Expressions of interest for the workshop stream are encouraged to contact firstname.lastname@example.org and close on the 31st of March 2022.
Additionally there are some limited travel bursaries available for Australian and Asia-Pacfiic attendees to enable them to come to Melbourne for the conference. If you wish to apply for one of these please contact the above email.
Finally, due to ongoing uncertainty around borders and vaccination requirements, we have made the decision to hybridise the conference. If the distances to Australia or uncertainty with travel were impeding participation then please get in contact and we can talk through the hybrid options.
After a tough year of COVID uncertainty the Figuring the Enemy project has been able to set the date for the Socio-scientific Approaches to Religious Enmity Conference in 2022. The conference will be held at Trinity College Theological School, Melbourne on the 13-15th of June 2022. The conference will include both plenary addresses and breakout sessions for scholars to present their work. Plenary speakers will include Dr Christopher A. Porter (Trinity College), Dr Elizabeth Shively (University of St Andrews, Divinity) and Dr Kenneth Mavor (University of St Andrews, Psychology).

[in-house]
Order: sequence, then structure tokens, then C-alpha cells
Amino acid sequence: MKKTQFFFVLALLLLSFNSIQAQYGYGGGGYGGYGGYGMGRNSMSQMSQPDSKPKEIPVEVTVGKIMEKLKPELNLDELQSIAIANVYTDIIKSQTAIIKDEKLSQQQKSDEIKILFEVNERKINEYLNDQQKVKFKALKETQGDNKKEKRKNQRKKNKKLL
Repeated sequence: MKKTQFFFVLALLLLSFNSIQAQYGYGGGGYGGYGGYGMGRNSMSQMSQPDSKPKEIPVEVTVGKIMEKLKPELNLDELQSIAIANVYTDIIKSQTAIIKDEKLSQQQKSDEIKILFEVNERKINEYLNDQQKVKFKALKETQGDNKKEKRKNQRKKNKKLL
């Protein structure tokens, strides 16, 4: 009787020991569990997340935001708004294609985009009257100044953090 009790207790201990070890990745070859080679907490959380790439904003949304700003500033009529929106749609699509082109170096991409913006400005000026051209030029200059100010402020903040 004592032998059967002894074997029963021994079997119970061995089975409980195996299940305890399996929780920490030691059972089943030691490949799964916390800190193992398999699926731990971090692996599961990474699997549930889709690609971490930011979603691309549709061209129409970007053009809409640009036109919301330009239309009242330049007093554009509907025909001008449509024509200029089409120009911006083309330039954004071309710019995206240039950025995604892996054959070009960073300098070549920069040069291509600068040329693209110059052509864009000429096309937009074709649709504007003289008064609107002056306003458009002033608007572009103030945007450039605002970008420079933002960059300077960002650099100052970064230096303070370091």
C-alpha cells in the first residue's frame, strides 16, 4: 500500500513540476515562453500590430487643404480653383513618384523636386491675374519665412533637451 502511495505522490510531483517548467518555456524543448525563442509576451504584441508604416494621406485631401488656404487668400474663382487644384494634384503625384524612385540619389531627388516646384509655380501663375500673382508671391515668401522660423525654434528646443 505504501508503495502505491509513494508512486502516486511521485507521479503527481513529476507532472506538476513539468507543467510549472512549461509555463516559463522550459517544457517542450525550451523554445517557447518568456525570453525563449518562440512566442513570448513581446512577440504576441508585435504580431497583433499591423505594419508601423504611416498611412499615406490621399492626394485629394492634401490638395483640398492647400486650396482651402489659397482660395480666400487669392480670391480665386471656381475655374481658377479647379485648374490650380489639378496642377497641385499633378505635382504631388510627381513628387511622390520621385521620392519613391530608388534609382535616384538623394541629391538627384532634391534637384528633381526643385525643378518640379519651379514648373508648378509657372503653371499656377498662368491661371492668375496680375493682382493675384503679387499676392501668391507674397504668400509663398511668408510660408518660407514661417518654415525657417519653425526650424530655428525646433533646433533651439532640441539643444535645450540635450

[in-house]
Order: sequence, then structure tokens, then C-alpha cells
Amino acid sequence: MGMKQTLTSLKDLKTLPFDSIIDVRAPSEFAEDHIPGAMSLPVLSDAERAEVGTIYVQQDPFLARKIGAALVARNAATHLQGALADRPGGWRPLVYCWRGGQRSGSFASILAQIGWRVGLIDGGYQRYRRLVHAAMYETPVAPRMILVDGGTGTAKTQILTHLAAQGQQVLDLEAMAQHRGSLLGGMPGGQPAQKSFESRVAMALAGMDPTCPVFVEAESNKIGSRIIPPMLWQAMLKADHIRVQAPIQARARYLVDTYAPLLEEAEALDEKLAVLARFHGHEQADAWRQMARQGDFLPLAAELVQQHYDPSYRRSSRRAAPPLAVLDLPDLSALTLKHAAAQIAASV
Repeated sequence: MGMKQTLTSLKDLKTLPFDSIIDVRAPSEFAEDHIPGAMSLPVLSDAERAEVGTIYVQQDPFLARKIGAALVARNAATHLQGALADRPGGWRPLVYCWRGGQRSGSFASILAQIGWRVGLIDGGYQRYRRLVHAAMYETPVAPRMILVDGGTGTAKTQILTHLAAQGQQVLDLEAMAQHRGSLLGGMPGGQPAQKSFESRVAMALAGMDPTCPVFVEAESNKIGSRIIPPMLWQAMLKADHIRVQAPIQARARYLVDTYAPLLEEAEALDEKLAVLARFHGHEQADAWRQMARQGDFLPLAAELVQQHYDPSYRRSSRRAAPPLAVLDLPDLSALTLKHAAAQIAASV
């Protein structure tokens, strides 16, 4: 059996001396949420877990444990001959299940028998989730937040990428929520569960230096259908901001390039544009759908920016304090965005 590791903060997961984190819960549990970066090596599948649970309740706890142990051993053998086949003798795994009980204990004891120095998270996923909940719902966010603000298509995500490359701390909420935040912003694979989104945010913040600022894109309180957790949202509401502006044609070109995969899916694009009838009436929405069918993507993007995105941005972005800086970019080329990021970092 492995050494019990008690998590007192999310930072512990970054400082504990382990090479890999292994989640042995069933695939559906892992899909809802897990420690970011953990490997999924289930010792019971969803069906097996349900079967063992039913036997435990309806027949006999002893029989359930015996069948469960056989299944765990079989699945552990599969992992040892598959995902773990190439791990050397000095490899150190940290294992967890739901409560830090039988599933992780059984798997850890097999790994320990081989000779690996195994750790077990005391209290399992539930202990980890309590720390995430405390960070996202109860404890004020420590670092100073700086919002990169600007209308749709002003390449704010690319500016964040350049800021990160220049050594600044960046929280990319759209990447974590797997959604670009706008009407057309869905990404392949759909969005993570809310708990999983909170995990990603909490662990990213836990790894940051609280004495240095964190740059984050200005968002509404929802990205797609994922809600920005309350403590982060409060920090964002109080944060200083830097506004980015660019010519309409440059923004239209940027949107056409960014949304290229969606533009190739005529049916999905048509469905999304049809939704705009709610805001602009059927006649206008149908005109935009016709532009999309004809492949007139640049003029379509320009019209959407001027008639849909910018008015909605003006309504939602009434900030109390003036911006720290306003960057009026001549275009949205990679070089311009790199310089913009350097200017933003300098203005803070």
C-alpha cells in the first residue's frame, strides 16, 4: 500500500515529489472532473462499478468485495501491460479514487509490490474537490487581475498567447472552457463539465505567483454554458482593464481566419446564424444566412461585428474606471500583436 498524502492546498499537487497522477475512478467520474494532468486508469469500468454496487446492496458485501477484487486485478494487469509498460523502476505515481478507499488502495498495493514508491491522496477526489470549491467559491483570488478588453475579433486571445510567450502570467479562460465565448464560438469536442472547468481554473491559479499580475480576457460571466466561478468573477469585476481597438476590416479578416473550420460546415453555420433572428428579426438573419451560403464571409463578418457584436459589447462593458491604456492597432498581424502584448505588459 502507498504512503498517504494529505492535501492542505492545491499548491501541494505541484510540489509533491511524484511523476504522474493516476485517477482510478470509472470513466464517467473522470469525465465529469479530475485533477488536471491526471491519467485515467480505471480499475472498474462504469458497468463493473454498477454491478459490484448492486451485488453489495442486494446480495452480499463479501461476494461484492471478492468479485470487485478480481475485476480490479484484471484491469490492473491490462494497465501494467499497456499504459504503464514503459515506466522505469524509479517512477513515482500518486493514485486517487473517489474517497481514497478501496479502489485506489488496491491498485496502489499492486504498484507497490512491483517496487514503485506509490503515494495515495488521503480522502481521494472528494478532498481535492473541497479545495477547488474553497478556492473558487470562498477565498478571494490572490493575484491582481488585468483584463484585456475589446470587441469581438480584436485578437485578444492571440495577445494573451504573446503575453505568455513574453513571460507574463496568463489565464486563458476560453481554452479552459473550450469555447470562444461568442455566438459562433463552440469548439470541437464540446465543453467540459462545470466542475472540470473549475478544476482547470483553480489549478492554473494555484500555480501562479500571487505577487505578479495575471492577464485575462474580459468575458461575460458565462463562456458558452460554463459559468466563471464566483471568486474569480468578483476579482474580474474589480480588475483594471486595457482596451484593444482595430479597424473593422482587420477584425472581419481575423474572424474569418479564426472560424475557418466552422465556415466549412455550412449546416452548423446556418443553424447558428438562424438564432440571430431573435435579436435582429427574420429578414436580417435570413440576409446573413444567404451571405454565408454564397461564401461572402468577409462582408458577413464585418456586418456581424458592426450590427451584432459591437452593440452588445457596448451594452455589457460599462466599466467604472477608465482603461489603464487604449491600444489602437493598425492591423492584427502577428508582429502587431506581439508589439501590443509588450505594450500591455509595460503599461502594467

We are interested in 300 word abstract submissions which investigate the socio-scientific means and mechanisms behind the construction and maintenance of religious groups as enemies, broadly defined. Contributions are invited from a range of disciplines and perspectives, including, but not restricted to: psychology, sociology, religious studies, and biblical studies. We actively encourage interdisciplinary engagements and scholarship. Both ancient and modern perspectives and engagement with religious emnity are welcomed.
We ask that participants whose abstracts are accepted submit a paper of 2,000–3,000 words for pre-distribution. The actual presentation should aim to last about 20 minutes and act as a discussion and engagement starter. All participants are encouraged to read the papers before the conference for engagement.